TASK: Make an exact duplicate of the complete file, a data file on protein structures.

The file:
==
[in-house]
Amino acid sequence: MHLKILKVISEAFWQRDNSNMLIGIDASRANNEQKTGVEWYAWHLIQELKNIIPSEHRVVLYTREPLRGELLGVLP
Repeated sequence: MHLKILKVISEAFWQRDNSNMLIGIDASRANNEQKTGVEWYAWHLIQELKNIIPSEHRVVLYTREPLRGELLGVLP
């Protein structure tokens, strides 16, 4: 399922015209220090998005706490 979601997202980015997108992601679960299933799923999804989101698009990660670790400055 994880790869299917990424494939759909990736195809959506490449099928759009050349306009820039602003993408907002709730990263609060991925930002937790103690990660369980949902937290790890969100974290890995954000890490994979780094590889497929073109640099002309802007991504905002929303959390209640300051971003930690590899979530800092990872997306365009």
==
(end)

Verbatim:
[in-house]
Amino acid sequence: MHLKILKVISEAFWQRDNSNMLIGIDASRANNEQKTGVEWYAWHLIQELKNIIPSEHRVVLYTREPLRGELLGVLP
Repeated sequence: MHLKILKVISEAFWQRDNSNMLIGIDASRANNEQKTGVEWYAWHLIQELKNIIPSEHRVVLYTREPLRGELLGVLP
């Protein structure tokens, strides 16, 4: 399922015209220090998005706490 979601997202980015997108992601679960299933799923999804989101698009990660670790400055 994880790869299917990424494939759909990736195809959506490449099928759009050349306009820039602003993408907002709730990263609060991925930002937790103690990660369980949902937290790890969100974290890995954000890490994979780094590889497929073109640099002309802007991504905002929303959390209640300051971003930690590899979530800092990872997306365009």